What’s next for Malaysia and Muhyiddin?

A political expert says the politicking has to stop if Malaysia wants to win the battle against Covid-19.

This despite the political imbroglio in the country as opposition MPs stood in solidarity at Dataran Merdeka this morning, calling for Prime Minister Tan Sri Muhyiddin Yassin to step down.

The MPs had earlier tried to make their way to Parliament but were prevented from doing so by police. They gathered at Dataran Merdeka and walked towards Parliament but were once again stopped.

Universiti Sains Malaysia’s Associate Professor Dr Azeem Fazwan Ahmad Farouk said Malaysia requires political stability and changing the prime minister right now would not help.

Azeem, who is USM’s Centre for Policy Research and International Studies director, spoke to Twentytwo13 on what’s next for the country and Muhyiddin.

Should the prime minister fear for his job after last week’s royal rebuke

Azeem: The only way for a sitting prime minister to lose his job is if he resigned or if a vote of no confidence is passed in Parliament. Neither is likely to happen any time soon (as the next Parliamentary sitting is on Sept 6). Although the Yang di-Pertuan Agong (Al-Sultan Abdullah Ri’ayatuddin Al-Mustafa Billah Shah) confirmed he did not consent to the revocation of the Emergency ordinances and registered his displeasure, in no way was he saying he wanted to remove the prime minister. The Agong doesn’t have the power to sack a sitting prime minister.

Why is that so?
Azeem: Malaysia adopts a constitutional monarchy, not an absolute one. The power of a constitutional monarch is limited by the Constitution. A constitutional monarch reigns but doesn’t rule. A constitutional monarch can only act on the advice of the prime minister. The Agong has some degree of flexibility in terms of getting advice from other ministries and government officials, but ultimately, he has to act on the advice of the prime minister. Overstepping that boundary is unconstitutional and dangerous to Malaysia.

So, it doesn’t matter if opposition leader Datuk Seri Anwar Ibrahim goes and sees the Agong and says he has the numbers to form a new government?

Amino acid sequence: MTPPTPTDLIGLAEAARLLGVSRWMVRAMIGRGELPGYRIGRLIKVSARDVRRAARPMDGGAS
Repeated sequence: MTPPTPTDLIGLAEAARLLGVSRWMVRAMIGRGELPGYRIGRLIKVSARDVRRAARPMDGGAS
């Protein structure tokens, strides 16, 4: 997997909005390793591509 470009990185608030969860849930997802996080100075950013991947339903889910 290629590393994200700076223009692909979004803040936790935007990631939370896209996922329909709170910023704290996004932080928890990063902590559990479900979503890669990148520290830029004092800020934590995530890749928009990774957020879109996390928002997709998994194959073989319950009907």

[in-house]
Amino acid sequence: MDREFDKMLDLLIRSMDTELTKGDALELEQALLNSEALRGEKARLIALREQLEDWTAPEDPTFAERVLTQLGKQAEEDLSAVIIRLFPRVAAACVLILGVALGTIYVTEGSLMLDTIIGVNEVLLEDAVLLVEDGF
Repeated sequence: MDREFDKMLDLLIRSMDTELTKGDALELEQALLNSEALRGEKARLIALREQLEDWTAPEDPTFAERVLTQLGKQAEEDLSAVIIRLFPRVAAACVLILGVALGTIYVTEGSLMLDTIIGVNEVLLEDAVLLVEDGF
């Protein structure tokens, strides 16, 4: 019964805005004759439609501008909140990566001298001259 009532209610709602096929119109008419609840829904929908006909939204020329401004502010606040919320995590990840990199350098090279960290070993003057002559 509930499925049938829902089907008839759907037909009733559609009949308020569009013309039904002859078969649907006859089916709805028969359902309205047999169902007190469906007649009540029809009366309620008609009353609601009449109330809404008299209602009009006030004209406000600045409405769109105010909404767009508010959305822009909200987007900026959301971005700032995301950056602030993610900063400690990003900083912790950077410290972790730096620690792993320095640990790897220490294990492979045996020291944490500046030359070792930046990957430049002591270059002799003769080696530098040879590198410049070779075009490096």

Azeem: The opposition leader needs to prove he has the numbers in the House. Muhyiddin may not have the majority of the MPs on his side, but he can still rule as the leader of a minority government. Because no one is sure who really has the majority of MPs on their side, this issue will continue to crop up from time to time.

So how can this matter be resolved?
Azeem: This political problem can only be resolved through an election. Anyone can say they have the numbers, but they need to prove it in Parliament. But getting a vote of no confidence is next to impossible as the private bill would not be prioritised.

What’s next, then?
Azeem: Malaysia needs some form of political stability – for another year or so. Get the Covid-19 numbers down, and ensure all Malaysians are vaccinated. A coalition government is possible provided all parties are sincere.

What should the opposition do?
Azeem: The best strategy is to be a strong opposition until the next elections. That will give some stability to the country. Our priority should be battling Covid-19. Changing the government of the day will not solve the problem. I’m worried about how long we, as a nation, can last on subsidies. If the government and the people are not earning enough income, the prospects do not look good for Malaysia next year.

Here are Twentytwo13’s news highlights today.


Coordinating Minister for the Covid-19 National Immunisation Programme Khairy Jamaluddin said Malaysian senior citizens aged 60 and above would be able to walk into designated vaccination centres to receive the Covid-19 vaccines nationwide, starting next week.

At a press conference today, the Science, Technology and Innovation minister also said three million senior citizens had received at least one dose of the vaccine, while 2.25 million had completed both doses.

He, however, warned there could be even more positive cases in the Klang Valley due to the increase in the RTK-antigen test kits, and the Health Ministry’s push to get more people to undergo self-tests.

Malaysia today recorded 15,764 new cases, with Selangor registering 6,067 new infections. Kuala Lumpur had 1,536, while there were 46 new cases in Putrajaya.


Umno secretary-general Datuk Seri Ahmad Maslan, said the party would hold a virtual Supreme Council meeting tomorrow afternoon.

The main topic on the agenda is the latest political developments, including the controversial announcement of the ending of the Emergency Ordinance.


Election Commission (EC) secretary Datuk Ikmalrudin Ishak said the Sarawak State Election would be held within 60 days from the date the Emergency Proclamation for Sarawak is revoked or annulled.

The EC he said, had taken note of Prime Minister Tan Sri Muhyiddin Yassin’s statement on July 31 on the Emergency Proclamation by the Yang di-Pertuan Agong, Al-Sultan Abdullah Ri’ayatuddin Al-Mustafa Billah Shah.

Ikmalrudin said the declaration of the proclamation by the Yang di-Pertuan Agong was made in accordance with Clause (1) of Article 150 of the Federal Constitution to suspend the state election, and that this proclamation, shall extend throughout the State of Sarawak from Aug 2, 2021, to Feb 2, 2022.


A 62-year-old man pleaded not guilty in the Seremban Sessions Court to two charges of sexually assaulting his two granddaughters, aged eight and 10, last year.

The man allegedly committed the offence at a house in a Felda settlement near Seremban at 11pm between August, and September.

Sessions judge Diana Md Razali allowed the accused bail of RM8,000 with one surety, and prohibited him from going near the victims. The case has been fixed for mention on Sept 2.